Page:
The foods you eat are the building blocks for neurotransmitters.
Neurotransmitters are chemicals in the brain that affect many different
aspects of our lives, including our mood. Thus, what you eat can have
a big impact on how you feel! Here are some good mood foods to try:
1. Protein-rich foods lead to increased production
of the neurotransmitter tyrosine, which can help improve
concentration. Protein also helps food digest more slowly, which
contributes to sustained energy and stabilized blood sugar levels. I
recommend including a protein-rich food at every meal! Great sources
of protein include: fish, chicken, eggs, whey protein powder, organic
milk, and Greek yogurt.
2. Smart carbohydrate-rich foods produce the
neurotransmitter serotonin, which can help relieve stress and anxiety.
A diet rich in whole-grains, legumes, fruit and vegetables, therefore,
can help keep us relaxed. A word of caution: highly processed
carbohydrates found in white bread and sugary foods may relieve stress
temporarily, but they are followed by a rapid crash in blood sugar that
will undo those feelings of relaxation. So try to stick to the
whole-grains for sustained calm vibes!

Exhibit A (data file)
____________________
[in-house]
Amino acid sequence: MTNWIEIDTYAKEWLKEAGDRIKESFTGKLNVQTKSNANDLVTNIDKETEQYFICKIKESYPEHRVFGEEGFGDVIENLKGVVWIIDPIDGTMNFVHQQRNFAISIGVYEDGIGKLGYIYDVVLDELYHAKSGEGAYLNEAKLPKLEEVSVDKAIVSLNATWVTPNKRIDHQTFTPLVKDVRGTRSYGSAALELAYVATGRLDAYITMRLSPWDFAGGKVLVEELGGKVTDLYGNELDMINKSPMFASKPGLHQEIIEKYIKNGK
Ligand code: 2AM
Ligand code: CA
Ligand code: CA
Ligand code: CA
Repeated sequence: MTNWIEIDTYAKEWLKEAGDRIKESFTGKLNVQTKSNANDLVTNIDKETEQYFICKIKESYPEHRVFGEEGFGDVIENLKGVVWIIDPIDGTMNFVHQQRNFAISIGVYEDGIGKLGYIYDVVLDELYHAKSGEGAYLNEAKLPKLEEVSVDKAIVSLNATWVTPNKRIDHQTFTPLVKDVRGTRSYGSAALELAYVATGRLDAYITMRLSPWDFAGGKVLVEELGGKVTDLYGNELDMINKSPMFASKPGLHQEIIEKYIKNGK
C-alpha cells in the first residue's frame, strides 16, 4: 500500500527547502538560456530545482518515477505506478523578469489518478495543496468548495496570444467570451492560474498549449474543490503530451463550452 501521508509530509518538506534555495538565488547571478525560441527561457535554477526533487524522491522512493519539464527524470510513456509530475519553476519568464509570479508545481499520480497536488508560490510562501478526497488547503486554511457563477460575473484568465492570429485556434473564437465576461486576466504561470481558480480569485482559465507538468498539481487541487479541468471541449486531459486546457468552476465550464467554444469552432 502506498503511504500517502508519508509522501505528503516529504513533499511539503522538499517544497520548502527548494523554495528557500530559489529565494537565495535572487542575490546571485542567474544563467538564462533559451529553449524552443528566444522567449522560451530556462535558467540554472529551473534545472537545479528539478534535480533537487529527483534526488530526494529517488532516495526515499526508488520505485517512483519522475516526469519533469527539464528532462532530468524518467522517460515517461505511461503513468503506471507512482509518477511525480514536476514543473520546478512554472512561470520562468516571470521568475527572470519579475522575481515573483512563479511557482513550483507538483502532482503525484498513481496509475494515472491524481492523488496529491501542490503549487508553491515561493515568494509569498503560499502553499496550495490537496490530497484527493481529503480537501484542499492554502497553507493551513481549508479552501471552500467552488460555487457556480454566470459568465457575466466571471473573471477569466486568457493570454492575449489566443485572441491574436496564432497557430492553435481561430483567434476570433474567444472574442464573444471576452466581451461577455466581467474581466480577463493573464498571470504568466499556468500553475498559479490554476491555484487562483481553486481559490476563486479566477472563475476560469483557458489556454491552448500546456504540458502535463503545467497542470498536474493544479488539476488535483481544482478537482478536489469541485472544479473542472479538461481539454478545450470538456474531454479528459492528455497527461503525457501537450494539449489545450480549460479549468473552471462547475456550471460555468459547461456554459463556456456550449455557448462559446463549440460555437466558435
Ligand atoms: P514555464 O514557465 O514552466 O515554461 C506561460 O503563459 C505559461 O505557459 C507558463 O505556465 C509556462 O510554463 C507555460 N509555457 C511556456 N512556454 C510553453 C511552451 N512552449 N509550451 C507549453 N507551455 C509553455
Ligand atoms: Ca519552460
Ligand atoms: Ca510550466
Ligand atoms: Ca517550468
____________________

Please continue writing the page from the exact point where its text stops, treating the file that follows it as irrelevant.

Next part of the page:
3. Omega-3 fatty acid rich foods are vital to
building healthy brain cells. Current research indicates that, in some
instances, omega 3 fatty acids may be more effective in treating
depression than medication! According to one study mentioned in Psychology Today,
after three months of receiving omega-3s, over two thirds of patients
suffering from depression reported a “50% reduction in their
symptoms—particularly feelings of sadness and pessimism, inability to
work, sleeplessness and low libido.” Great sources of omega 3s include
salmon, walnuts, and flaxseed.
4. Leafy green vegetables are rich in folic acid, a
vitamin that is frequently found to be inadequate in the diets of
people who are depressed. Look for ways to incorporate more spinach,
kale and salads into your diet. Just one serving per day of foods rich
in folic acid can provide enough of the vitamin to help prevent
Meal timing and portion sizes are also
important. You should not go more than 4 hours without eating in order
to maintain sustained energy levels throughout the day and keep a
positive mood. Ever felt sleepy after eating a large meal? Eating a
large meal causes increased blood flow to the gut to help digest the
food, meaning blood is diverted away from the brain. This leads to
that groggy, drowsy feeling. So, just as I’m always preaching. Stop
eating when you are satisfied- before you feel stuffed or sick!